Wellington: The British Union Jack retained its place in New Zealand’s national flag on Wednesday as the official result of a referendum on changing the design was released.
The official result from the Electoral Commission mirrored the preliminary results published last week, showing 56.6 percent voting in favour of the current flag and 43.2 percent voting for an alternative new design, Xinhua reported.
More than 2.14 million votes were cast, representing a voter turnout of 67.78 percent.
The result has widely been seen as a snub for Prime Minister John Key who personally initiated the bid to change the flag and openly supported the alternative silver fern design.
The government has pledged not to revisit the issue and urged New Zealanders to embrace the current colonial-era naval ensign, which features the Union Jack prominently in the top left corner on a blue field with four red stars representing the Southern Cross constellation.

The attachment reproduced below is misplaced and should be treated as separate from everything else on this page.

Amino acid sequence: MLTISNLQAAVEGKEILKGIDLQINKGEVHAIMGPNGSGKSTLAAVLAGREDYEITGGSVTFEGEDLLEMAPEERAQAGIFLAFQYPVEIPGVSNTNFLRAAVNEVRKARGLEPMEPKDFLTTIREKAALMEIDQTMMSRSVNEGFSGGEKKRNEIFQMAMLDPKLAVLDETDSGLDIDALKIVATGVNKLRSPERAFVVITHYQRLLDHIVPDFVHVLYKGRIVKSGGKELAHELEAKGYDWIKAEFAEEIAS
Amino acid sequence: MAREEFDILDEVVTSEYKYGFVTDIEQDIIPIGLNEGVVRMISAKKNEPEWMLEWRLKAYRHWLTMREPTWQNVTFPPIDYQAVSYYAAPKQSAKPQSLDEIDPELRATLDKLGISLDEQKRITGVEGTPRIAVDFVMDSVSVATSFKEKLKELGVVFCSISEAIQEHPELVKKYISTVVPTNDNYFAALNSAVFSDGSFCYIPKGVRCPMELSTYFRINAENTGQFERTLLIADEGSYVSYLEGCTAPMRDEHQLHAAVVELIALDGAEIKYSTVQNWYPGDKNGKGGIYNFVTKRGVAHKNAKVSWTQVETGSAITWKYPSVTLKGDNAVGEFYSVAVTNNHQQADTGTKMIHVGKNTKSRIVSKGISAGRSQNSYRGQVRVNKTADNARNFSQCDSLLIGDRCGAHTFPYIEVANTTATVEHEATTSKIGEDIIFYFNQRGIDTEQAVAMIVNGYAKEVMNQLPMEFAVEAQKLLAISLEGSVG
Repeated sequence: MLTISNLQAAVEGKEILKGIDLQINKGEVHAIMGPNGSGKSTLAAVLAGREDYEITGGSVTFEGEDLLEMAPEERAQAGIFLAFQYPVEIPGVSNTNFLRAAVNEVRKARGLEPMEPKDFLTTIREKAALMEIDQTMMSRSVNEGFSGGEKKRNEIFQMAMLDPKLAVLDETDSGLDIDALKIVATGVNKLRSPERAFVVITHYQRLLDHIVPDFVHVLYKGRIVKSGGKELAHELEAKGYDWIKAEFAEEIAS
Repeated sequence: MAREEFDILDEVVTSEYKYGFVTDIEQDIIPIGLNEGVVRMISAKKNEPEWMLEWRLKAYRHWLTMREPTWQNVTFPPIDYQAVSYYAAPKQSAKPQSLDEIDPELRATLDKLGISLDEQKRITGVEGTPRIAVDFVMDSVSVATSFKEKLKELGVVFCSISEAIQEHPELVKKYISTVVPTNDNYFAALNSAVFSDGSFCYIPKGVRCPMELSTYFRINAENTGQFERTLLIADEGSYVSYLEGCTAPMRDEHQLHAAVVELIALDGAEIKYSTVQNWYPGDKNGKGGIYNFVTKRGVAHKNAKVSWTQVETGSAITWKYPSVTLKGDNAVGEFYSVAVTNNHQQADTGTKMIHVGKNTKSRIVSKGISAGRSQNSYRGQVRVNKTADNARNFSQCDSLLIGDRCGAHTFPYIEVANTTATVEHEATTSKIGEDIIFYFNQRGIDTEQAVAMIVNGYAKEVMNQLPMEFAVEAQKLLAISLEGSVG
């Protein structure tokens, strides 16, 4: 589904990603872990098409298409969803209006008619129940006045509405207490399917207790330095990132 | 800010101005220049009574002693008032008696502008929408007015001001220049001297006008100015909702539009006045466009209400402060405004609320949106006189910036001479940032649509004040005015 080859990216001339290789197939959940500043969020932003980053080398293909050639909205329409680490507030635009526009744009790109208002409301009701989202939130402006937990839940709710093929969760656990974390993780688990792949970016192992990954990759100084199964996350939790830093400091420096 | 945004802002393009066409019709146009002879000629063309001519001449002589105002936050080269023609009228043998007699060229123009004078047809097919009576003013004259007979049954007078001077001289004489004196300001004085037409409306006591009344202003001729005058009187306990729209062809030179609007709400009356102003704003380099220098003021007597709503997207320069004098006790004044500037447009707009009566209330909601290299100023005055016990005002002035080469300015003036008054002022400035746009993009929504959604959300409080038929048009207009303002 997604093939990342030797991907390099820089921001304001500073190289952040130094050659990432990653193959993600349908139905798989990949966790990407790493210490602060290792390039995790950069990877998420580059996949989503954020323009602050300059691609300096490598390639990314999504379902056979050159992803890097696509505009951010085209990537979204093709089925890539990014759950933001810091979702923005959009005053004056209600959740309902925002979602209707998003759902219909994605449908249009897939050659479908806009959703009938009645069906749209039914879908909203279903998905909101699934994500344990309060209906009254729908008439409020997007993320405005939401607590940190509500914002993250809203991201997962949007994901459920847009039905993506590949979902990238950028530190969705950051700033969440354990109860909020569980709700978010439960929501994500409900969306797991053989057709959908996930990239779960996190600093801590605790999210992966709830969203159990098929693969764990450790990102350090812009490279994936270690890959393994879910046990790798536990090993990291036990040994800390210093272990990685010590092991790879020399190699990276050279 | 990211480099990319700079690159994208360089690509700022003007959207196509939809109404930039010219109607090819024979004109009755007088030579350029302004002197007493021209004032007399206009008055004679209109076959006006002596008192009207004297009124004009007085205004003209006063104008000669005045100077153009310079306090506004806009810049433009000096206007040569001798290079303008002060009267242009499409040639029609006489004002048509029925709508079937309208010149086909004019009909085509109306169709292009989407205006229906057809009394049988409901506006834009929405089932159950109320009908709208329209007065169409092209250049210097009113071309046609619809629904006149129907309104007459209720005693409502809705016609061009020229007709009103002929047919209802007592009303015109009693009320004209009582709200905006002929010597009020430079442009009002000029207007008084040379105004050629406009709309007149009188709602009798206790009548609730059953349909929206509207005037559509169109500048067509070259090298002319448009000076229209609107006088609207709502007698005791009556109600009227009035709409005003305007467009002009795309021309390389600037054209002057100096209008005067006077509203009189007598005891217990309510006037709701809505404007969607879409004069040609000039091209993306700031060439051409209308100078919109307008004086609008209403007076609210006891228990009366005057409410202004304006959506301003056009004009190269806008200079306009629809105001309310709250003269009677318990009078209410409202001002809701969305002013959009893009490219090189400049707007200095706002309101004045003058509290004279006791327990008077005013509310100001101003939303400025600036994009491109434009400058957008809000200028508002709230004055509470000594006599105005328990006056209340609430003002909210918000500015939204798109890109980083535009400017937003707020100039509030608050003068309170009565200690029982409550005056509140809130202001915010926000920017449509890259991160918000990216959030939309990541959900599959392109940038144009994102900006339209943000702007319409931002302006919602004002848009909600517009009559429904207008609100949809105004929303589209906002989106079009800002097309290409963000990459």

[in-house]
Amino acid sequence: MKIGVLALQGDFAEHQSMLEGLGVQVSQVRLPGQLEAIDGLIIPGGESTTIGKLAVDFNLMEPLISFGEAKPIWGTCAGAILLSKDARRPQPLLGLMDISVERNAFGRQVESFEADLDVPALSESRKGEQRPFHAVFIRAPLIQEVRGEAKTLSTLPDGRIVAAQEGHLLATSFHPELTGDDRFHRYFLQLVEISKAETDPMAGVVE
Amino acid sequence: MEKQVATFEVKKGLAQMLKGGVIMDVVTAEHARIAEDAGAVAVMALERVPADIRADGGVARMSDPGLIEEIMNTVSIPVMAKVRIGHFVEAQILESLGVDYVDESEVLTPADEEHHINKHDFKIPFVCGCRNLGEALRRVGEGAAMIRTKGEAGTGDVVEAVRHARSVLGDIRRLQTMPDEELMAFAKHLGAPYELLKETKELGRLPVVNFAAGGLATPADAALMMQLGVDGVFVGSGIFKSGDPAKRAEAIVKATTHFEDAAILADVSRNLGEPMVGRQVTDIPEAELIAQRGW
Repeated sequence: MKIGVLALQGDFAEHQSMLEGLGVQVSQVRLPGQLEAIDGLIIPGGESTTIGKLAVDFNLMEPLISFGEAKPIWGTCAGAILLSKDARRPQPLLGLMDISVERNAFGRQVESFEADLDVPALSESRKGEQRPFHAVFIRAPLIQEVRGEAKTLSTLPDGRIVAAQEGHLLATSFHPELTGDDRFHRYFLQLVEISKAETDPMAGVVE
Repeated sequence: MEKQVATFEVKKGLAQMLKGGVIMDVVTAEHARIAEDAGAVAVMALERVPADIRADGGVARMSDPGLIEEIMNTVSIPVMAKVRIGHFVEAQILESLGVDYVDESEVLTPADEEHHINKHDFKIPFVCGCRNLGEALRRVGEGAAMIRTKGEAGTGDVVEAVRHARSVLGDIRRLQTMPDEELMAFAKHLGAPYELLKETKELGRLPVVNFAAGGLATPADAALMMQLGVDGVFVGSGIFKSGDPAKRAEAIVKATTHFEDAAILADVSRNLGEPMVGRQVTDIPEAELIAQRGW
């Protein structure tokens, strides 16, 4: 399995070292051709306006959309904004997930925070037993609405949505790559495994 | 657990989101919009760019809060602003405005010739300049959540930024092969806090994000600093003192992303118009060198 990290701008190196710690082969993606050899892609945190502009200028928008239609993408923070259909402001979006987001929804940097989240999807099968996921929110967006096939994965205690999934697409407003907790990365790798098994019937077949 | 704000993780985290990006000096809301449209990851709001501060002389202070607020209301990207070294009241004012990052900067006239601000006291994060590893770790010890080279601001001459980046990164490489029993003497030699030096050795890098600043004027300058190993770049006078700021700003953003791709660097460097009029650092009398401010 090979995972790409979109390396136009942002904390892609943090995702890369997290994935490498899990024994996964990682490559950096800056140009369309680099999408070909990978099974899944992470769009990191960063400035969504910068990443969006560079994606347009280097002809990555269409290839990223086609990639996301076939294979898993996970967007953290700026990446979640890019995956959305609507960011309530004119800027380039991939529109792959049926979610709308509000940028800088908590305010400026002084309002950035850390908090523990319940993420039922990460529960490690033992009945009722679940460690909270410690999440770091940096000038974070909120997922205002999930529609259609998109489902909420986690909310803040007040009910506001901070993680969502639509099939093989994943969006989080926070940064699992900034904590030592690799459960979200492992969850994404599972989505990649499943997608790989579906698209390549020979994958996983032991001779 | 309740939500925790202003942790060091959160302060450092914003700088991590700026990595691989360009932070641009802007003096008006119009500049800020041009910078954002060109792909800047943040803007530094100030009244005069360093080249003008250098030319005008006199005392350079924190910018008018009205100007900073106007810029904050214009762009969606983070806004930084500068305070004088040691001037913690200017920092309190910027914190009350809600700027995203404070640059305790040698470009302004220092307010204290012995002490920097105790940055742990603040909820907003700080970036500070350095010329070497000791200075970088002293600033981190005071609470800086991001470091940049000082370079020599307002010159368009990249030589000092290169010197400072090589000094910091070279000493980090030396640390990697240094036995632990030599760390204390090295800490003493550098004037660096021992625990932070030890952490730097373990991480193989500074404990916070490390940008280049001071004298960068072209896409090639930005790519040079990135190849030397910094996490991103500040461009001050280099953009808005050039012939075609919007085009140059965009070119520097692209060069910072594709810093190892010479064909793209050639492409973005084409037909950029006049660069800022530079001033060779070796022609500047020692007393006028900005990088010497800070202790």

The alternative had a stylised silver fern with the Southern Cross on a blue and black field — a design critics likened to a souvenir tea towel and a corporate logo.
The result ended months of polarising and rancorous debate that straddled political party lines, although campaigners for change said the debate will continue.
The process was marred by controversy and rancour since it was initiated by Key after the 2014 general election.
Critics of the present flag, including Key, said it was too similar to the Australian flag and a hangover from the country’s colonial past.
Key said earlier this month that New Zealanders were unlikely to have another chance to choose their flag before the country became a republic — an event that was unlikely to happen in his lifetime.